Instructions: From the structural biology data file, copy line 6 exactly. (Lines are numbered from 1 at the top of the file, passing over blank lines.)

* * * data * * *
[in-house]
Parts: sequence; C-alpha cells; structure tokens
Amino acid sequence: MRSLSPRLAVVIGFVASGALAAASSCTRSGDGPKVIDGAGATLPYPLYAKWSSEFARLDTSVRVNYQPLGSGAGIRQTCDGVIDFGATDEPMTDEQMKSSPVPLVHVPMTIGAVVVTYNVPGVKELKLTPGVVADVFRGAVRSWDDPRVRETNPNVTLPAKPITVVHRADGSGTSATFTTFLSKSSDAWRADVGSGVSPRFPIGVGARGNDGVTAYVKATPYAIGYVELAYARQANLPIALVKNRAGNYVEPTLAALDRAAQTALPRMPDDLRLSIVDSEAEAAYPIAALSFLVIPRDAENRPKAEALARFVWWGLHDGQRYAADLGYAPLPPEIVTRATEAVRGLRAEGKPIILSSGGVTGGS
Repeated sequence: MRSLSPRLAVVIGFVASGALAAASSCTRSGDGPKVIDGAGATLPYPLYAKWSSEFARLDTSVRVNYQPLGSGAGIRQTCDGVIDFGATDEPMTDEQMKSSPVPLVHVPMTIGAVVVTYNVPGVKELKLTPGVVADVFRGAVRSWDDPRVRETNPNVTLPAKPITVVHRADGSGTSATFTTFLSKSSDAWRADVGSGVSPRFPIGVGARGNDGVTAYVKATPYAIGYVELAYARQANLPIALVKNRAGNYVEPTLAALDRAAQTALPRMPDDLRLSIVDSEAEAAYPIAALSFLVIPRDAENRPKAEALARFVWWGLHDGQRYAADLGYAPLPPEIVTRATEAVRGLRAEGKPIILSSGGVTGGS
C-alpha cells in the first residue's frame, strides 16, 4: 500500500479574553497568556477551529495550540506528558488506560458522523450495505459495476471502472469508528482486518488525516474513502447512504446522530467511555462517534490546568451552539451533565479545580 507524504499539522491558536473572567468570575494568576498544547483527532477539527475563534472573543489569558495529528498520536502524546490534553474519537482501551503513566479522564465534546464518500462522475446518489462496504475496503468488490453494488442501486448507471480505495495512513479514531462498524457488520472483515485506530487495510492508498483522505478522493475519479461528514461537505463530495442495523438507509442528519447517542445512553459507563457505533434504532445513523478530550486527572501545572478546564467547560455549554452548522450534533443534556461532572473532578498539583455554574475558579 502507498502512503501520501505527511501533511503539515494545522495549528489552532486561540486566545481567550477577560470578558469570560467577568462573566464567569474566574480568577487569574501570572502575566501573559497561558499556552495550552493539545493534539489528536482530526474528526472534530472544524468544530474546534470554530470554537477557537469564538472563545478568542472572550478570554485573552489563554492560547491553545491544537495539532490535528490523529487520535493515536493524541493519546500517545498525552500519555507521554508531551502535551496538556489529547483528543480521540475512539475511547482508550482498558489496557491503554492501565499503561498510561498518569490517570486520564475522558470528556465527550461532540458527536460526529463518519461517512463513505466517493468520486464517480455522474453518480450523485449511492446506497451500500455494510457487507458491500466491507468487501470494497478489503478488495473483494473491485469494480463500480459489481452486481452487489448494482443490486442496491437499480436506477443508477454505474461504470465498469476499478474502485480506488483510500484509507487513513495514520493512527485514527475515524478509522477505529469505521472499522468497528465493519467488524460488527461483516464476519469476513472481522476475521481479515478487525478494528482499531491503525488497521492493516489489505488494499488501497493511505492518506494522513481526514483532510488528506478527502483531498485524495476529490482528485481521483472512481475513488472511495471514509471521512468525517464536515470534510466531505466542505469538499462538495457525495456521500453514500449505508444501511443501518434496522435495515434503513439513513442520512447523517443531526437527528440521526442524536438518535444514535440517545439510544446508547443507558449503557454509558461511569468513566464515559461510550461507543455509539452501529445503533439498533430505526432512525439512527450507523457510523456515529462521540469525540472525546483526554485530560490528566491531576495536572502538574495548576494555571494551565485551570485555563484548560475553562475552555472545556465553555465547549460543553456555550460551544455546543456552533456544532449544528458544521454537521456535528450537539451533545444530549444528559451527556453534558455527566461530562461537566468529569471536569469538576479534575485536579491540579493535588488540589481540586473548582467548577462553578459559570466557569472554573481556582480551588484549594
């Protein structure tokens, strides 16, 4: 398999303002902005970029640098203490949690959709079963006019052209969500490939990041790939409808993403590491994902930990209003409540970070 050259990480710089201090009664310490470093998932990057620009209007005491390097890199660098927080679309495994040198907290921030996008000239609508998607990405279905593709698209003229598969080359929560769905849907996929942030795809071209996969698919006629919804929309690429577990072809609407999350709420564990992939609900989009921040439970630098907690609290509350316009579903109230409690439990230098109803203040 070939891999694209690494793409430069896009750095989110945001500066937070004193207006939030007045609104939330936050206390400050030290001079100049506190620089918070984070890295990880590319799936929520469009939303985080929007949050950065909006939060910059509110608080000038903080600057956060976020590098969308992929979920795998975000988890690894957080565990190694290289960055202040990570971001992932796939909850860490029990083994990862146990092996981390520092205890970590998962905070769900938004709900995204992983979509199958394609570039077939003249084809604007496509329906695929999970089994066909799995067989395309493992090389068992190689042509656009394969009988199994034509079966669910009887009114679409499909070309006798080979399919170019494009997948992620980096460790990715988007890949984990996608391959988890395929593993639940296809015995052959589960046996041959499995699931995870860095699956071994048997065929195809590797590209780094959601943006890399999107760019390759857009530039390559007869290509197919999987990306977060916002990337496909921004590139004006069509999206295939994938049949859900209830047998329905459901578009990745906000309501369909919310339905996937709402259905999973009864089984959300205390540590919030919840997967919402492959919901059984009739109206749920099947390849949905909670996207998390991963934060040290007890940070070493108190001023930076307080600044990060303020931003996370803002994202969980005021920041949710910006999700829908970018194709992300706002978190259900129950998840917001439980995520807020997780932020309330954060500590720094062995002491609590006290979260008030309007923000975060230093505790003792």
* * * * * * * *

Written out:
């Protein structure tokens, strides 16, 4: 398999303002902005970029640098203490949690959709079963006019052209969500490939990041790939409808993403590491994902930990209003409540970070 050259990480710089201090009664310490470093998932990057620009209007005491390097890199660098927080679309495994040198907290921030996008000239609508998607990405279905593709698209003229598969080359929560769905849907996929942030795809071209996969698919006629919804929309690429577990072809609407999350709420564990992939609900989009921040439970630098907690609290509350316009579903109230409690439990230098109803203040 070939891999694209690494793409430069896009750095989110945001500066937070004193207006939030007045609104939330936050206390400050030290001079100049506190620089918070984070890295990880590319799936929520469009939303985080929007949050950065909006939060910059509110608080000038903080600057956060976020590098969308992929979920795998975000988890690894957080565990190694290289960055202040990570971001992932796939909850860490029990083994990862146990092996981390520092205890970590998962905070769900938004709900995204992983979509199958394609570039077939003249084809604007496509329906695929999970089994066909799995067989395309493992090389068992190689042509656009394969009988199994034509079966669910009887009114679409499909070309006798080979399919170019494009997948992620980096460790990715988007890949984990996608391959988890395929593993639940296809015995052959589960046996041959499995699931995870860095699956071994048997065929195809590797590209780094959601943006890399999107760019390759857009530039390559007869290509197919999987990306977060916002990337496909921004590139004006069509999206295939994938049949859900209830047998329905459901578009990745906000309501369909919310339905996937709402259905999973009864089984959300205390540590919030919840997967919402492959919901059984009739109206749920099947390849949905909670996207998390991963934060040290007890940070070493108190001023930076307080600044990060303020931003996370803002994202969980005021920041949710910006999700829908970018194709992300706002978190259900129950998840917001439980995520807020997780932020309330954060500590720094062995002491609590006290979260008030309007923000975060230093505790003792």